Michael Karlesky

A cabinet of wonders. Minus the cabinet. And possibly the wonders.


Embedded Systems Code Testing Tools

What do you mean it’s impossible to test that?


Sample source code to be tested.

I have considerable experience with Agile software development practices and Test-Driven Development (TDD) techniques. At the time of this work, members of the embedded software community had long dismissed these as impractical, unhelpful, or impossible in firmware development.

Like-minded colleagues and I took this as a dare and have proven our detractors wrong. In the process of applying TDD to embedded software we created three key open source tools and frameworks to allow real, easy, thorough unit testing.


Sample unit test and mock code of sample source above. Note this sample may not reflect conventions of up-to-date tools.

Test-Driven Development with unit testing is most easily accomplished with automated test runners. Automated test runners are most easily managed by using consistent testing interfaces. Consistent test interfaces lend themselves to developing frameworks. As such, we created Unity, CMock, and Ceedling for use with the C programming language. We also published a site Throw the Switch for mad scientist embedded developers interested in taking over the world with their well-tested code.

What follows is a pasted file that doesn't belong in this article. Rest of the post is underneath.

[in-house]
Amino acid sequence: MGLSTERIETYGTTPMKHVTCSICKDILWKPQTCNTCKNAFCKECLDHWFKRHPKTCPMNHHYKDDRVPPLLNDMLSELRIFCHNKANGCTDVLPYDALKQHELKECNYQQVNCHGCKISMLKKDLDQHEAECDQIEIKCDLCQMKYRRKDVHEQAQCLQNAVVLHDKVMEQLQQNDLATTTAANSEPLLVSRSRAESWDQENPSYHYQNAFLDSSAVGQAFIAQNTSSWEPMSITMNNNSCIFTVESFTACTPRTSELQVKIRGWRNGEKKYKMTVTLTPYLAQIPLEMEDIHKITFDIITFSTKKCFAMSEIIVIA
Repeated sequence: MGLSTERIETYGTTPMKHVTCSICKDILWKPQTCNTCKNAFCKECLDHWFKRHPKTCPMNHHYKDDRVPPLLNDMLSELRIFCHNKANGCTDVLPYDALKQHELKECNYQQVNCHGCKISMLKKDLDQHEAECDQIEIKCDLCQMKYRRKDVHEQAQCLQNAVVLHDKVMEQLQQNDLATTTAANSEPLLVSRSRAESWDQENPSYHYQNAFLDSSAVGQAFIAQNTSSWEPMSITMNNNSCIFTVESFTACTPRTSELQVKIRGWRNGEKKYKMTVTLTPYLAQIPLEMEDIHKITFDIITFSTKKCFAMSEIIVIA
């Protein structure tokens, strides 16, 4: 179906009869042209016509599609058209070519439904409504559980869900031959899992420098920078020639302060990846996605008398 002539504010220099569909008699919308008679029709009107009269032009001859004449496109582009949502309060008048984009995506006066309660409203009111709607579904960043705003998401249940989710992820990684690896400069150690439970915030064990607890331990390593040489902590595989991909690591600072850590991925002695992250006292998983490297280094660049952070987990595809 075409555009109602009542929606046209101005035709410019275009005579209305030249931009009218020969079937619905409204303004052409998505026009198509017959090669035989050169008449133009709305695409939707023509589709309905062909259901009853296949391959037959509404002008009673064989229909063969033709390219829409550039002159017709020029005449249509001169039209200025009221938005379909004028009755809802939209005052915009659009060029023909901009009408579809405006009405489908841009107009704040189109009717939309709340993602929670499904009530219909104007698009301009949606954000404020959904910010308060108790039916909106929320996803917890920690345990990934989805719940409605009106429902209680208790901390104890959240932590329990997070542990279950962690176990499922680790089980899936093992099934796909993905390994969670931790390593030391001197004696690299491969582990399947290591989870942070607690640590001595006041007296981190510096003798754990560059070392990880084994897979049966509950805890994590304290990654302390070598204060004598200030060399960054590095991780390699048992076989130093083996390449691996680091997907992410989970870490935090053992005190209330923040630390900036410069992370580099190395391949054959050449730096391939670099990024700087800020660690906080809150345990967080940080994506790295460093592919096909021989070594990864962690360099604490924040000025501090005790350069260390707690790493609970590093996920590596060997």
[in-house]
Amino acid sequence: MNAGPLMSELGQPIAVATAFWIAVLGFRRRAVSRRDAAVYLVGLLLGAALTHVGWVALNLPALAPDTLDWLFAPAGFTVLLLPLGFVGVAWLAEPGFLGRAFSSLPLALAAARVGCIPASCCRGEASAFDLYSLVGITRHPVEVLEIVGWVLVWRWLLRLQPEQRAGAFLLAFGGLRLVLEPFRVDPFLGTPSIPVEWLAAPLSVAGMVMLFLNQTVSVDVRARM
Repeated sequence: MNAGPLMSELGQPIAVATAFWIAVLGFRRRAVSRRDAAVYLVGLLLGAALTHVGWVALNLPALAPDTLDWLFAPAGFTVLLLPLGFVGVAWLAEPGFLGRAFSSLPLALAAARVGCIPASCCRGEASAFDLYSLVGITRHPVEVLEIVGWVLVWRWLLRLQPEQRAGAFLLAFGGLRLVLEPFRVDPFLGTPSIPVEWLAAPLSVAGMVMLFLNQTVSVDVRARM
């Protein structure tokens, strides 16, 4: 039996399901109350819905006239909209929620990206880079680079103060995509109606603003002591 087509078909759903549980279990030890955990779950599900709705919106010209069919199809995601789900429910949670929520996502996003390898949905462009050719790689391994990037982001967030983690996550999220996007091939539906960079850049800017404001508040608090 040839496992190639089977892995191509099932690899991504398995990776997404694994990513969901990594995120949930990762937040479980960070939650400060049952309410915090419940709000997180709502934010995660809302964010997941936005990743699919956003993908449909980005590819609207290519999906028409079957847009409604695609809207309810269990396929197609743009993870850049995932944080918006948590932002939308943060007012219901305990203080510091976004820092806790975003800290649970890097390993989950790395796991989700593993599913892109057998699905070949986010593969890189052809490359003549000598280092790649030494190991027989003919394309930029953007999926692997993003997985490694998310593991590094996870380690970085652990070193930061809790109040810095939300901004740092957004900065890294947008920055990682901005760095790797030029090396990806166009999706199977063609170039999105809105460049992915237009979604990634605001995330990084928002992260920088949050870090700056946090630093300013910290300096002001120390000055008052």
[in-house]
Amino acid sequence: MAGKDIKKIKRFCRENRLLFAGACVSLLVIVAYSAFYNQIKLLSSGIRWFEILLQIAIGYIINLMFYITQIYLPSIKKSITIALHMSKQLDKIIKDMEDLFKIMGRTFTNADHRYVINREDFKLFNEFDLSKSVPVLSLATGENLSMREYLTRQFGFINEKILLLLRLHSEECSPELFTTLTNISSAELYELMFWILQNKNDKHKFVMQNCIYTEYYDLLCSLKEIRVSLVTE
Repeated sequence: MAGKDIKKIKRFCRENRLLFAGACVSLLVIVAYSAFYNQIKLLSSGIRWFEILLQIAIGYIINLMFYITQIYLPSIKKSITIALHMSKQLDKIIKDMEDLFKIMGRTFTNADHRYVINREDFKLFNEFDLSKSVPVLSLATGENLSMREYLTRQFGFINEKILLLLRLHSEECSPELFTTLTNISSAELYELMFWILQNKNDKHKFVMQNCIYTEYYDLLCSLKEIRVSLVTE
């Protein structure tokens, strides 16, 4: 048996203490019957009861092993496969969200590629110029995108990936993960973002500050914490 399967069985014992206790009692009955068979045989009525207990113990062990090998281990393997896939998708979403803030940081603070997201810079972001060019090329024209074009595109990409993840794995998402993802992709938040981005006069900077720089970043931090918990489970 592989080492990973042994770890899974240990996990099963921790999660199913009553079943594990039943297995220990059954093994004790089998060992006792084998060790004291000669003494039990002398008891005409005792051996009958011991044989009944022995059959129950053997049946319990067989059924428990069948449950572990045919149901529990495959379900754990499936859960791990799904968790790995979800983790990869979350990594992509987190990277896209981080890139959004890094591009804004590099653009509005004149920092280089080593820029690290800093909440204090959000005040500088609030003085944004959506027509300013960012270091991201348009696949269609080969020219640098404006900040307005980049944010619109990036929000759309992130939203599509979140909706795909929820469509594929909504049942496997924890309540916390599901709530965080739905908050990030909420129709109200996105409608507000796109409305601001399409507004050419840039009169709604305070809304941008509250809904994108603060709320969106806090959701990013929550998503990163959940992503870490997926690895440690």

Unity is a lightweight xUnit-style test framework for C written in C. CMock is a framework for mocking C interfaces (i.e. function signatures) for interaction-based testing; it is written in Ruby to inspect C interfaces and generate C code mocks from them. Ceedling is a command-line build environment for scanning the source under test, generating code using the other tools, building and executing the tests, and reporting results.


These tools are publicly available and are in very active use. We have successfully used them both on-target and in cross-compiled and desktop simulation environments. A large embedded project that made use of these tools concluded development with nearly 6,000 automated unit tests and 95% test coverage. Said project was very large, requiring 5 developers and 20 months of development. It made it to final QA testing with less than 50 defects — far, far less than industry average for a project of such size.